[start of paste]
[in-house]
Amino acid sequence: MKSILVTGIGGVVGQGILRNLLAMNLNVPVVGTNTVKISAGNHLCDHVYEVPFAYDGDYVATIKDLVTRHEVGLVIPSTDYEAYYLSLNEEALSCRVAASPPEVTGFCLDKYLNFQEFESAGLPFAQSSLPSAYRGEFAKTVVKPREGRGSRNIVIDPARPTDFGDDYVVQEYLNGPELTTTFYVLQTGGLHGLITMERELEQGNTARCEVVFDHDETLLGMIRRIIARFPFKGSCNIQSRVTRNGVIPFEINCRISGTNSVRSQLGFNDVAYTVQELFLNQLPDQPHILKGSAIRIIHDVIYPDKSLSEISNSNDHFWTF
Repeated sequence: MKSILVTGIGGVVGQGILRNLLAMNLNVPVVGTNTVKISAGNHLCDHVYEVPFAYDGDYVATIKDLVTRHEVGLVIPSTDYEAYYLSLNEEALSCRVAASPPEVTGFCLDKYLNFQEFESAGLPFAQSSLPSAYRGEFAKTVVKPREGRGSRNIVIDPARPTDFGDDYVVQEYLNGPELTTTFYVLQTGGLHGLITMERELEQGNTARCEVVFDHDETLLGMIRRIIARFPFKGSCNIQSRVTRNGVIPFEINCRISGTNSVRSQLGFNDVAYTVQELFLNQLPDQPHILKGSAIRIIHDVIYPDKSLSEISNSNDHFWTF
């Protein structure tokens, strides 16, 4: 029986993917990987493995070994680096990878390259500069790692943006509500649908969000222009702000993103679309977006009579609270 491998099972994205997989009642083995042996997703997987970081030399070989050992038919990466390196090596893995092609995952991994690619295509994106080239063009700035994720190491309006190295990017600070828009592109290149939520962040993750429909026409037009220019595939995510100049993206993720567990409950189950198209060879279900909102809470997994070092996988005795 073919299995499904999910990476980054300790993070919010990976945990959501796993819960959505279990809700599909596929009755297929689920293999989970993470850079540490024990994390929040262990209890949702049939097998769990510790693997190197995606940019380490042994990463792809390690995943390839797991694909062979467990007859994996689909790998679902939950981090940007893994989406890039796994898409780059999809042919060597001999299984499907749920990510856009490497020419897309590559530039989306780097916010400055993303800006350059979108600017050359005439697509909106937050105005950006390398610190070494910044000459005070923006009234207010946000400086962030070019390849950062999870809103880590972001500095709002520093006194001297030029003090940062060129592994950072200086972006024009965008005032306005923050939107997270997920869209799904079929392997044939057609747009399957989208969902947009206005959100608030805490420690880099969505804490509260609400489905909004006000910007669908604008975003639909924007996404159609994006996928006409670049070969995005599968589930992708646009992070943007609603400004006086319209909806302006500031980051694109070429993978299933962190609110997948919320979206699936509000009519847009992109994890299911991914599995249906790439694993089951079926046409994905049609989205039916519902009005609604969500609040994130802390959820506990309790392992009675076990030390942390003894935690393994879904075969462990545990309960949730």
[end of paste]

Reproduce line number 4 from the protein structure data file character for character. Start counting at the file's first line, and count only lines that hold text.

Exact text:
């Protein structure tokens, strides 16, 4: 029986993917990987493995070994680096990878390259500069790692943006509500649908969000222009702000993103679309977006009579609270 491998099972994205997989009642083995042996997703997987970081030399070989050992038919990466390196090596893995092609995952991994690619295509994106080239063009700035994720190491309006190295990017600070828009592109290149939520962040993750429909026409037009220019595939995510100049993206993720567990409950189950198209060879279900909102809470997994070092996988005795 073919299995499904999910990476980054300790993070919010990976945990959501796993819960959505279990809700599909596929009755297929689920293999989970993470850079540490024990994390929040262990209890949702049939097998769990510790693997190197995606940019380490042994990463792809390690995943390839797991694909062979467990007859994996689909790998679902939950981090940007893994989406890039796994898409780059999809042919060597001999299984499907749920990510856009490497020419897309590559530039989306780097916010400055993303800006350059979108600017050359005439697509909106937050105005950006390398610190070494910044000459005070923006009234207010946000400086962030070019390849950062999870809103880590972001500095709002520093006194001297030029003090940062060129592994950072200086972006024009965008005032306005923050939107997270997920869209799904079929392997044939057609747009399957989208969902947009206005959100608030805490420690880099969505804490509260609400489905909004006000910007669908604008975003639909924007996404159609994006996928006409670049070969995005599968589930992708646009992070943007609603400004006086319209909806302006500031980051694109070429993978299933962190609110997948919320979206699936509000009519847009992109994890299911991914599995249906790439694993089951079926046409994905049609989205039916519902009005609604969500609040994130802390959820506990309790392992009675076990030390942390003894935690393994879904075969462990545990309960949730």